None of this is to say that John Carter isn’t a fun movie. Despite its shortcomings, it’s still a solid actioner and its B-movie vibe can definitely be entertaining. My favorite part of the movie was definitely Woola, Carter’s super fast alien lizard-dog companion. Woola is introduced early on in the film and is shown to be super protective of Carter, and even saves Carter in a pivotal part of the movie. Woola was definitely made to appeal to a younger audience, but he’s still completely awesome. In the end, my only real complaint with John Carter is that I was kind of hoping it’d be better than it was. This was supposed to be the first film in a trilogy, and thus I am still hopeful that a potential sequel will be a much tighter, more focused movie worthy of Burroughs’ novels.
In the last few years, Disney, that beloved company of our youth, has sort of averaged out to okay in that film-making business they seem to be so fond of. They fell with things like Alice in Wonderland, that atrocious Prince of Persia flick, and the last Pirates of the Caribbean movie, but redeemed themselves with things like Toy Story 3 and Tangled.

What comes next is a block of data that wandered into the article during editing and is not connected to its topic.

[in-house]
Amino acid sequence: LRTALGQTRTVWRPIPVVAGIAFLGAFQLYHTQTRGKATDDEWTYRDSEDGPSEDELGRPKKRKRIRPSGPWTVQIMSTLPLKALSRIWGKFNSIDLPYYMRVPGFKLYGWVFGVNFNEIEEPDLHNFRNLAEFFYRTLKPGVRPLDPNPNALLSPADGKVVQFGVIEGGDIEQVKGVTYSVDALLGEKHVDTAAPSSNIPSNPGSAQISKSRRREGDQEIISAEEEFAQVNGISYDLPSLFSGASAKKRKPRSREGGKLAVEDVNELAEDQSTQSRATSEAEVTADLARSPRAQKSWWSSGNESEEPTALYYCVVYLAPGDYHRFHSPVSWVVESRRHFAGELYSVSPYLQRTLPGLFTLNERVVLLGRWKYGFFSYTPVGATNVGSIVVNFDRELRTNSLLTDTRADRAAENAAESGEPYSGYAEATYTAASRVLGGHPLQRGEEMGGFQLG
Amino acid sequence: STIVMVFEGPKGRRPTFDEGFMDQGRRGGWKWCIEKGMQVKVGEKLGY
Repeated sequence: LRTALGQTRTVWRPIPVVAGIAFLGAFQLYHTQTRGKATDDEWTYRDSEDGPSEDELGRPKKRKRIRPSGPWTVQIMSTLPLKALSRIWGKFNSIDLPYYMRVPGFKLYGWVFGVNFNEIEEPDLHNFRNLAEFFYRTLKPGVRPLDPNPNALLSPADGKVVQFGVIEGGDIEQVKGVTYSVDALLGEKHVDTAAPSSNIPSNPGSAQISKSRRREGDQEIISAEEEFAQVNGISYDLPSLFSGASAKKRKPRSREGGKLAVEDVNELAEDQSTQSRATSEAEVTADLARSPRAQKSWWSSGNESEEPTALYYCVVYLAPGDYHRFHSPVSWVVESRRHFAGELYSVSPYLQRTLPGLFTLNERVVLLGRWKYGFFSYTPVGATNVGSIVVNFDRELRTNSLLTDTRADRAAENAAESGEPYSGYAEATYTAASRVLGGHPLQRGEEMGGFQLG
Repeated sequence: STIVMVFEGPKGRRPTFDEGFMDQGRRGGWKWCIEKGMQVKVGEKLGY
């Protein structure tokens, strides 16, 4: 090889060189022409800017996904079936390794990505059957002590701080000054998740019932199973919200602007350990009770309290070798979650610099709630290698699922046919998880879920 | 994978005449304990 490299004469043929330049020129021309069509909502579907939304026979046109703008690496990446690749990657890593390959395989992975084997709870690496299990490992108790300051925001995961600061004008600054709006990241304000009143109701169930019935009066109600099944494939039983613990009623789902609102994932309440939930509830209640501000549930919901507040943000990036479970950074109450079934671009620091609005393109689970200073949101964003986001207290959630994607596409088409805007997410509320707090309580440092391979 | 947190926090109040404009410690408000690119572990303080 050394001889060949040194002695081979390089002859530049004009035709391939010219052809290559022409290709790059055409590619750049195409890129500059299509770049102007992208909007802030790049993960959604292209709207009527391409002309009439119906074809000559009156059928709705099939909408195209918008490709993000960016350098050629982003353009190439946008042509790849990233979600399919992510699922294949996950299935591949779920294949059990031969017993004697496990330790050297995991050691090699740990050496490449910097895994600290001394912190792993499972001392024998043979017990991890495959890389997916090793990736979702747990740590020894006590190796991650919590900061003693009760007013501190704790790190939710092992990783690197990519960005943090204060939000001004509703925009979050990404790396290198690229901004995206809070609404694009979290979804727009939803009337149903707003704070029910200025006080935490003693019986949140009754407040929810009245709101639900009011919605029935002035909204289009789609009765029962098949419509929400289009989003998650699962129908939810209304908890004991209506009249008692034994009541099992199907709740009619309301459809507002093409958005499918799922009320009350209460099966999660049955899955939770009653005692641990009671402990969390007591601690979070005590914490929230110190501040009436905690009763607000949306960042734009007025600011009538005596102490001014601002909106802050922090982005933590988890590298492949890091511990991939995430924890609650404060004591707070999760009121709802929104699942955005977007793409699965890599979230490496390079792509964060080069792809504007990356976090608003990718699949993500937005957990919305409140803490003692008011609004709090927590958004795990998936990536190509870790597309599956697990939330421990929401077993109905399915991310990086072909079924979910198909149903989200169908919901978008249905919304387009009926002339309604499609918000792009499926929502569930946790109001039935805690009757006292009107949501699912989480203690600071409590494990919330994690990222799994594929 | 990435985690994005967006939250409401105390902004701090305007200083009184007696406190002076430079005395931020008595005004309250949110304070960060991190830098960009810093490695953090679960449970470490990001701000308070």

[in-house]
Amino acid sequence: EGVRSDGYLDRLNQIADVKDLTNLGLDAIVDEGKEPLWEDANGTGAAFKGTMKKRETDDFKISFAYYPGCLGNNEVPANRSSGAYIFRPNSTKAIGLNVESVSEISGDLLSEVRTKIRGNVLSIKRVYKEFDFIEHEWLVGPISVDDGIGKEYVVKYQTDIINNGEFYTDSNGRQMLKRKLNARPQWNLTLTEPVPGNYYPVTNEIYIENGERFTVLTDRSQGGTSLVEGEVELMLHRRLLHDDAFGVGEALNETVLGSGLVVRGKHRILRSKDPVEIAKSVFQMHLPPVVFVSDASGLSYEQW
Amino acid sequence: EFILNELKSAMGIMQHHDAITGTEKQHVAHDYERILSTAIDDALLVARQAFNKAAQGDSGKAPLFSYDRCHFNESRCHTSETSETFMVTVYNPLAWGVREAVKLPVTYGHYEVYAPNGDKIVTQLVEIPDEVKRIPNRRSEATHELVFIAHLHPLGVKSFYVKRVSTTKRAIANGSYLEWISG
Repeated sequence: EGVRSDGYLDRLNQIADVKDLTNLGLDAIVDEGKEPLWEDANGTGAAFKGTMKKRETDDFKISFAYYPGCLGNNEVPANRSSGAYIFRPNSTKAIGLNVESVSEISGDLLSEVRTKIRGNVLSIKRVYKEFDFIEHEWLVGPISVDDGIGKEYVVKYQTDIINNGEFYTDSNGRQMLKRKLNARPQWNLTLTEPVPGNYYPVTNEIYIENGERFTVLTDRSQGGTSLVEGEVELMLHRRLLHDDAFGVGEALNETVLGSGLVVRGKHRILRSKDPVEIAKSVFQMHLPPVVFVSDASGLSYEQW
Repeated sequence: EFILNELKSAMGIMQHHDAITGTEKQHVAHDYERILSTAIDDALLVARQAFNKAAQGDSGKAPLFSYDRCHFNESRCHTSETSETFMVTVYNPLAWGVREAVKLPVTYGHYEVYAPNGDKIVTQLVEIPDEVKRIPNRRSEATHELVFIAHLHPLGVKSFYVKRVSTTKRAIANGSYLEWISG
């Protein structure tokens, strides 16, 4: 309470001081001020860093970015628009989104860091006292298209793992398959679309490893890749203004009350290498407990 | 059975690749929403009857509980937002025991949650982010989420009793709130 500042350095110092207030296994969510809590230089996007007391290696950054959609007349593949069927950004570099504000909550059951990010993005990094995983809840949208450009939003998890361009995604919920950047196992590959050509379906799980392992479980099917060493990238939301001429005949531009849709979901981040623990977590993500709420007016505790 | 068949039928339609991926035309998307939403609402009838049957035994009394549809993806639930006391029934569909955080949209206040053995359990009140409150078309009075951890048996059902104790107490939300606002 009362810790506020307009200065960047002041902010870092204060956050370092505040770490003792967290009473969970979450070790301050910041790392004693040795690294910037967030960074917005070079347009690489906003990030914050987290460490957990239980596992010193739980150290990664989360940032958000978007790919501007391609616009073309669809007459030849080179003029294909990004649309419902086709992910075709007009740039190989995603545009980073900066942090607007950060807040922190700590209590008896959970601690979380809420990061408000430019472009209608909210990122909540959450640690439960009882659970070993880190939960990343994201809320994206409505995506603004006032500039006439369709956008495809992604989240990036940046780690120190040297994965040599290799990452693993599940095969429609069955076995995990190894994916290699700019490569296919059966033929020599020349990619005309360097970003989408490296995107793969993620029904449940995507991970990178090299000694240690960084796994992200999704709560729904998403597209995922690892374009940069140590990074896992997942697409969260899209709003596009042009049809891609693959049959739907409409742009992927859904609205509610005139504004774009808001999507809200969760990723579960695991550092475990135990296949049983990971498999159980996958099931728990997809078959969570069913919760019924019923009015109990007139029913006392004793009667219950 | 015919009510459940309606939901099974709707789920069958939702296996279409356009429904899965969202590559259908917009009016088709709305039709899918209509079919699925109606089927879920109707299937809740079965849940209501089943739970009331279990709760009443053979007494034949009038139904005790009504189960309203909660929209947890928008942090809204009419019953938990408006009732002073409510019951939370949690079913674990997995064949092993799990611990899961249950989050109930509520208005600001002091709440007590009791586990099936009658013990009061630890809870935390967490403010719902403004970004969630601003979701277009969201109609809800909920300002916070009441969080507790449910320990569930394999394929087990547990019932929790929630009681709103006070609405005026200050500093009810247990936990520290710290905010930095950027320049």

They have amazing production values, which is something I love, but it seems like their writers have been rather hit or miss. Maybe because of this trend, they recently made John Carter, a movie based on that most Frank Frazetta of topics, the Barsoom series by Edgar Rice Burroughs.
John Carter follows the story of a man named (surprisingly, I know) John Carter as he accidentally travels to Mars. Now, as many of you know (given that this is RPI), Mars has roughly one-third of Earth’s gravity. What this means is that our friendly neighborhood Earth man, brought to Mars, is roughly three times as strong, can jump three times as high, and is generally more impressive. So when Mr. John Carter is brought to Mars, he instantly becomes the biggest bad-buttock-region on the planet.